Fuse is a component that allows current to pass under normal circumstances and opens automatically if the current exceeds a specified value.
In some ways, a fuse is like a normally closed switch. A fuse is designed to allow current to pass under normal circumstances. However, unlike a normally closed switch, a fuse is designed to open automatically if the current exceeds is specified value. The simplest type of fuse and its schematic symbols are shown in Figure 1.
FIGURE 1 A cartridge fuse and its schematic symbol
As current passes through a conductor, heat is produced. The amount of heat varies directly with the value of current. That is, as current increases, so does the amount of heat it produces.
The fuse in Figure 1 is called a Cartridge Fuse. It contains thick conductor that is designed to melt at relatively low temperatures. If the current through the component reaches a specified level, the conductor heats to its melting point. When it melts, the connection between the ends of the fuse is broken, the fuse is destroyed, and it effectively acts as an open switch.
The purpose of the fuse is to protect a circuit or system from excessive current. For this reason, a fuse is normally placed between a power source and the circuit or system it is designed to protect, as shown in Figure 2. As you can see, the total circuit current provided by the power source in Figure 2 passes through the fuse.
As long as the fuse is good, the current path is complete. However, if the problem develops that causes the circuit current to exceed the rating of the fuse, the component opens and the current path is broken. This protects the circuit from excessive current.
FIGURE 2 Fuse position in a basic circuit.
Fuses have a current rating and a voltage rating.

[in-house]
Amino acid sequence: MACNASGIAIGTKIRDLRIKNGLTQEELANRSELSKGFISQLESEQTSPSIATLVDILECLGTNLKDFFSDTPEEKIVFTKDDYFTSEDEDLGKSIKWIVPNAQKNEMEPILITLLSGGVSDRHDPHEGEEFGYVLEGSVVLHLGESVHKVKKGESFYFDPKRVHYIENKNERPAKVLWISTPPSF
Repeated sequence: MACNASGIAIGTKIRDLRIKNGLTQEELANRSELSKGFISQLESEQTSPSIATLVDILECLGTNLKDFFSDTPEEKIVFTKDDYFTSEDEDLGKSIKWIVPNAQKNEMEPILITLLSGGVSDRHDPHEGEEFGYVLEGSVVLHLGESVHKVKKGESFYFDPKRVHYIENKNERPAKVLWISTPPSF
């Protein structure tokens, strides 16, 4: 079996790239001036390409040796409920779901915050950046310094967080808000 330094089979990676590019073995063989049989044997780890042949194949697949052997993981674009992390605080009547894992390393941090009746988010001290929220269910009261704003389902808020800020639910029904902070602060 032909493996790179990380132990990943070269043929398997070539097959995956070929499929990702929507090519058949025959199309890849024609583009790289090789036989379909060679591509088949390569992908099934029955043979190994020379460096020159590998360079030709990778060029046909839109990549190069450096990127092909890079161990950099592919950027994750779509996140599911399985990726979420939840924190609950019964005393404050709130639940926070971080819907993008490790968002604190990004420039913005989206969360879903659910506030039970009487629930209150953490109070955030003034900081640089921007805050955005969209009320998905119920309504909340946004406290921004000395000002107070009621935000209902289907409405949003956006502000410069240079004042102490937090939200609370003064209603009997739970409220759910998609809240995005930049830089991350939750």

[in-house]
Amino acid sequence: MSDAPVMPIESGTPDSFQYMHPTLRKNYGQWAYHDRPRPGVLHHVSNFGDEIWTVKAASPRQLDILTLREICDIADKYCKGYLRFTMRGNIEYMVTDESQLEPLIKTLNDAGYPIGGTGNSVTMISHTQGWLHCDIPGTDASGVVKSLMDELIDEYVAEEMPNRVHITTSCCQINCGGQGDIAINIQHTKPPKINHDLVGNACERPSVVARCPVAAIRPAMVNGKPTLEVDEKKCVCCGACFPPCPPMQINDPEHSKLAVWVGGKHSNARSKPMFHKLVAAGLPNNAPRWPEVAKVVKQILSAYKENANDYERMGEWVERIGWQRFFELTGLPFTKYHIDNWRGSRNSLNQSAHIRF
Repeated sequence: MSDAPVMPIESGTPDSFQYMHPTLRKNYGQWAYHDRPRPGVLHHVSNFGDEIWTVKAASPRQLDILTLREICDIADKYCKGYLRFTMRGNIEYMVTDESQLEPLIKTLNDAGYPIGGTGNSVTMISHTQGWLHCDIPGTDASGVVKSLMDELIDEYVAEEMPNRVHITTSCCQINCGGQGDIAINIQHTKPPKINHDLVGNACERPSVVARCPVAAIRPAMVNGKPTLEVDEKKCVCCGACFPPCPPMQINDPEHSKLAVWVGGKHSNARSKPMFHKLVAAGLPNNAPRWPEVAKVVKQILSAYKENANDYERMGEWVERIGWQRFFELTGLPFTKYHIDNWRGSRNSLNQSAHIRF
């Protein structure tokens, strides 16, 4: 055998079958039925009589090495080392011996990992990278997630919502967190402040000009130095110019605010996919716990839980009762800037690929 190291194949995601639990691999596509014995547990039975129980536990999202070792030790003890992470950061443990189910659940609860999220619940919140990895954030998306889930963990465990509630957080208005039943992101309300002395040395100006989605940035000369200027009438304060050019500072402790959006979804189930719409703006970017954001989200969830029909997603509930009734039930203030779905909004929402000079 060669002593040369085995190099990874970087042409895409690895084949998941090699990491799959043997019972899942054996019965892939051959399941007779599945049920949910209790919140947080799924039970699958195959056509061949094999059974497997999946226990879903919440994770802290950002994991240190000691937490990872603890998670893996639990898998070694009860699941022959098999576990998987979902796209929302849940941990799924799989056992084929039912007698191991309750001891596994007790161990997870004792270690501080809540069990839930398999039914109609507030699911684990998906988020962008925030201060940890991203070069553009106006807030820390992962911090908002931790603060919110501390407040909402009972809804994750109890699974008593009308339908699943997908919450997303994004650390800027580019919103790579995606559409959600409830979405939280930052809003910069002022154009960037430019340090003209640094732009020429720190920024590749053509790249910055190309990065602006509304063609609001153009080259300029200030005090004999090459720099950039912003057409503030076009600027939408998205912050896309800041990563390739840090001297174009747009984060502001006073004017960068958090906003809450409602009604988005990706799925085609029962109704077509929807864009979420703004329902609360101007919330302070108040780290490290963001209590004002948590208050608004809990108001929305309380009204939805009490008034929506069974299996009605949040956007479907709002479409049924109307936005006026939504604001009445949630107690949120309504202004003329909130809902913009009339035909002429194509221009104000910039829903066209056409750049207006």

The current rating of a fuse is the maximum allowable fuse current. If the current rating of a fuse is exceeded, the fuse will “Blow” (open).
In order for you to understand the voltage rating of a fuse, we must establish one of the characteristics of an open circuit. In an open circuit, the applied voltage is felt across the open. For example, consider the circuit shown in Figure 3a. The applied voltage has a value of 50 VDC. A difference of potential exists between points A and B. This difference of potential is equal to the applied voltage, 50 VDC.
FIGURE 3 Circuit voltages with a good fuse and an open fuse.
The voltage rating of the fuse is the maximum amount of voltage that an open fuse can block.
The explanation of this rating starts with the circuit in Figure 3b. As you can see, the fuse in the circuit has opened. Once it has opened, the applied voltage (50 VDC) is felt across the fuse.
You may recall that the average breakdown voltage of an insulator is the difference of potential that will cause the insulator to break down and conduct. The voltage rating of a fuse is basically the same thing.
If the voltage across an open fuse exceeds its voltage rating, the air in the fuse may ionize (charge), causing the open fuse to conduct again. For example, consider the two circuits in Figure 4. In Figure 4a, the applied voltage is less than the voltage rating of the fuse.
FIGURE 4 Voltages across open fuses.
In this case, the open fuse does not allow conduction, and the circuit is protected. However, the applied voltage in Figure 4b is greater than the voltage rating of its fuse. Because of this, the open fuse ionized and conducts. The result is that the circuit is no longer protected.
Replacing a Fuse
When a fuse is blown, it must be replaced. When replacing a fuse, these guidelines must be followed:
1. Make sure the circuit is de-energized. For example, if you’re replacing the fuse for a central air conditioning unit, make sure that the unit is switched off at the thermostat.
2. Use an exact replacement. That is, use a fuse that is the same size and has the same current rating as the original fuse.
3. Never replace a fuse with the one that has a higher current rating!
The first of three guidelines is designed to protect both you and the circuit. Replacing the fuse with the system energized can result in surge of current. Not only could this surge hurt you, it could also severely damage the system. The second guideline needs no explaining. A replacement fuse should never allow a higher current then the original fuse.